Chef Jared Simons

In high school, San Diego native Jared Simons may have chosen another career path if an injury hadn’t sidelined him from the chance at a college wrestling scholarship. The unexpected detour opened the door for him to discover his true love: cooking. In fact, it was his high school wrestling coach who recommended Simons for his first hospitality position, as a busboy at a local restaurant. When the ever-rebellious Simons dyed his hair shock-red, the restaurant owner suggested he dye his hair back to keep his front-of-house position, or switch to work in the kitchen. Simons chose the latter. “I thought it might be interesting to work in the back of the house,” he recalls. “Even though I started out mostly doing dishes, I was always watching the cooks to see how they were doing things. Then I’d jump in and help with the cooking. It pretty much changed the direction of my life.”

Simons went on to enroll in the California Culinary Academy in San Francisco and subsequently apprenticed at San Diego’s esteemed Milles Fleurs, under the tutelage of Chef Martin Woesle. At just 22, Simons launched his first restaurant concept in Carlsbad, CA, a French-style bistro called Le Passage. His initial business partner in the venture later sold his share to restaurateur Anthony Gangale, whom Simons credits as his mentor in all aspects of the business. “I was fortunate enough to learn from Tony’s past experience,” he says, “And we still talk almost every day.”

Looking to establish his brand of cuisine in a new city, Simons made the move to Los Angeles after seeing a classified ad for a restaurant space in West L.A. He opened his casual small-plates eatery, named Violet, on an up-and-coming stretch of Pico Boulevard, and quickly became a prominent figure in the Los Angeles dining scene, earning awards and recognition from Angeleno magazine, Food & Wine, the Los Angeles Times, and Restaurant Hospitality.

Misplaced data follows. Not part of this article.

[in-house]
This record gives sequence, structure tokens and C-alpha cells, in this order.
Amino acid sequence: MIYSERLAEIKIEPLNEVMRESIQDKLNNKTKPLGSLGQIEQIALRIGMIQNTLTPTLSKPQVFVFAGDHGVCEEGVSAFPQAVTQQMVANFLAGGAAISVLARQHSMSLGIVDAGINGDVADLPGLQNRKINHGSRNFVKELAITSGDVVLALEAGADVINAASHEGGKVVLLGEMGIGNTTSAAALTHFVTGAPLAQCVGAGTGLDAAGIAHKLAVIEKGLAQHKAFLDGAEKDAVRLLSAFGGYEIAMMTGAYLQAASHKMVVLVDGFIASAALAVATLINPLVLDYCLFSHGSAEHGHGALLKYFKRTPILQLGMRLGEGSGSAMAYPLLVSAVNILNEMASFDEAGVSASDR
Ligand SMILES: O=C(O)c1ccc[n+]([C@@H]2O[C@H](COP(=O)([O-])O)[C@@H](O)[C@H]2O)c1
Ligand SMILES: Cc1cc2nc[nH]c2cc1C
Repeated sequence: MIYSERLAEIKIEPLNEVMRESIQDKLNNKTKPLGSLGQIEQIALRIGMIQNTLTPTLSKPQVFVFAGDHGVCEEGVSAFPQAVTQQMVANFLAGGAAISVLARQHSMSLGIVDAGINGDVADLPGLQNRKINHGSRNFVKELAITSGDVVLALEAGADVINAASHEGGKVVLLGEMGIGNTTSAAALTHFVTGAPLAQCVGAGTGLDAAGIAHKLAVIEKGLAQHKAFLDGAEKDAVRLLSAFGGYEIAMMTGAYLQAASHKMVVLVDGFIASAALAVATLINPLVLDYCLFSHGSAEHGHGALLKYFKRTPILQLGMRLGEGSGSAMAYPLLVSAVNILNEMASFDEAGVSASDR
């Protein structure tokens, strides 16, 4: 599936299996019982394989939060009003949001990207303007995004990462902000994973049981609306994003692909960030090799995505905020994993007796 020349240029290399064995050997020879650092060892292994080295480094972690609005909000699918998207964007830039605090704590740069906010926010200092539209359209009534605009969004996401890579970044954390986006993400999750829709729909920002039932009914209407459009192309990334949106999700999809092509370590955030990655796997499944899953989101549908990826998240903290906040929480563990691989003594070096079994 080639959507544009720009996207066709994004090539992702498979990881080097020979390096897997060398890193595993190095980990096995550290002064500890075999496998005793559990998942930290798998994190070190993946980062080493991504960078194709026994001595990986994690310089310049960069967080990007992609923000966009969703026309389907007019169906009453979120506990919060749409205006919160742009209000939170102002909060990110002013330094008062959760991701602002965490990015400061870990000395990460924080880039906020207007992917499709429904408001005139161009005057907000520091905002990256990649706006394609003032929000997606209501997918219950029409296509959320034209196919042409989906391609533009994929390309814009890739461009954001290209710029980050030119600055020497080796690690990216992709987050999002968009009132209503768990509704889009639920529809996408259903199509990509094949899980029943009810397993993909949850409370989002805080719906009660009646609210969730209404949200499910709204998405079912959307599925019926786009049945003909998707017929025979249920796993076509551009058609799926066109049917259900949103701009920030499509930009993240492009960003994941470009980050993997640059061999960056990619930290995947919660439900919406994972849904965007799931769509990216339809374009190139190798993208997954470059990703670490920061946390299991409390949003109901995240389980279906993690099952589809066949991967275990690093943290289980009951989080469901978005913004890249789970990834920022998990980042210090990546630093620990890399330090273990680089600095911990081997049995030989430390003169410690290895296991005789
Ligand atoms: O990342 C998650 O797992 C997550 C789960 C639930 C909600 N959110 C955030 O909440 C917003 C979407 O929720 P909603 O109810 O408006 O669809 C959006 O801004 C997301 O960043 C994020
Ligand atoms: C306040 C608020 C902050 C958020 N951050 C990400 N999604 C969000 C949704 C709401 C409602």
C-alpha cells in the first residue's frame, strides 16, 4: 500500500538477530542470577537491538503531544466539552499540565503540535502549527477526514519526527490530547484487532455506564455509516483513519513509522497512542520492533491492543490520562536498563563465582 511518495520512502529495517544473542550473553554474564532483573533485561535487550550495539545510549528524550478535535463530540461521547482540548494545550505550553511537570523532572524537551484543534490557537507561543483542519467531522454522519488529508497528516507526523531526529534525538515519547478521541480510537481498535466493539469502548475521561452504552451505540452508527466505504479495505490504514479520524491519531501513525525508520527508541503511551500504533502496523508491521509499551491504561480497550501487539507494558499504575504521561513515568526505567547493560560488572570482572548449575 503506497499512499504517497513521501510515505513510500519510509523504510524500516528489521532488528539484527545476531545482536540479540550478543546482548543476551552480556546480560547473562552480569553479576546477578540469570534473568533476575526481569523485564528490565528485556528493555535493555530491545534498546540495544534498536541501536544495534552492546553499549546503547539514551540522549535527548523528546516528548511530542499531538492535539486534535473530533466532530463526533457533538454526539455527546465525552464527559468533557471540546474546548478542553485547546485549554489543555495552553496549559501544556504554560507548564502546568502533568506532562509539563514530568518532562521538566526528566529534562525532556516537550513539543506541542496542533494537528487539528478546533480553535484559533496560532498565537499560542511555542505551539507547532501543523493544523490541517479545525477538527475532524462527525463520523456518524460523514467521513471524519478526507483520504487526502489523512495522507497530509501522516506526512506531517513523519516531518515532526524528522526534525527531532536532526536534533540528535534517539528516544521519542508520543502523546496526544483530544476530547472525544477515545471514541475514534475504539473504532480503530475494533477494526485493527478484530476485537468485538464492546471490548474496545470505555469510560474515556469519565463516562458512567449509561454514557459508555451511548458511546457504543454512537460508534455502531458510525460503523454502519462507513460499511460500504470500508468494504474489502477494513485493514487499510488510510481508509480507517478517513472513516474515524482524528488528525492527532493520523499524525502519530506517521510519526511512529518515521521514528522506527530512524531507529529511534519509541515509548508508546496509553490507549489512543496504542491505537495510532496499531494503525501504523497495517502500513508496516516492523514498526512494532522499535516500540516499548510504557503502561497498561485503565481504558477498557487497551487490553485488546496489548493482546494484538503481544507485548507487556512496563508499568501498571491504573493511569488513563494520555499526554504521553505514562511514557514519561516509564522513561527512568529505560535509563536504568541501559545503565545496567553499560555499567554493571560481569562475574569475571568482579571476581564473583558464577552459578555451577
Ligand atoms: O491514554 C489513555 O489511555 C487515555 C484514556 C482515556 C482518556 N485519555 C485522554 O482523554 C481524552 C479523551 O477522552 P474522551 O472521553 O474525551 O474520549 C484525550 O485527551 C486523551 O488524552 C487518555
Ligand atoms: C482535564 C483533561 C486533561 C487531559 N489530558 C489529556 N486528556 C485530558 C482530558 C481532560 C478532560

The media attention, however, did not leave the chef complacent. In 2008, Simons signed on to create the menu for Hollywood’s premiere ultra-lounge, Bardot. The nightclub experience afforded him the opportunity to bring to life his concept of “promiscuous dining” — a focus on engaging diners through shareable small plates, as opposed to “marrying” them to the flavors of a single entrée and encouraging a social dining experience. Following his time at Bardot, Simons collaborated with restaurateur Steven Arroyo at popular tapas destination Cobras & Matadors, and its sister sandwich spot, Potato Chips.

In March 2012, Simons joined the team at Lexington Social House in Hollywood, bringing his distinct dining philosophy to the unique supper club venue. “I’m concentrating on offering a straightforward, seasonal menu with dishes that people love and recognize, yet with a contemporary and sexy spin that complements the vibe here at Lexington,” Simons says.

On days when he’s not donning his mechanic’s apron and combat boots, which he prefers over traditional chef whites, Simons jumps on his vintage Triumph motorcycle and heads up the coast line.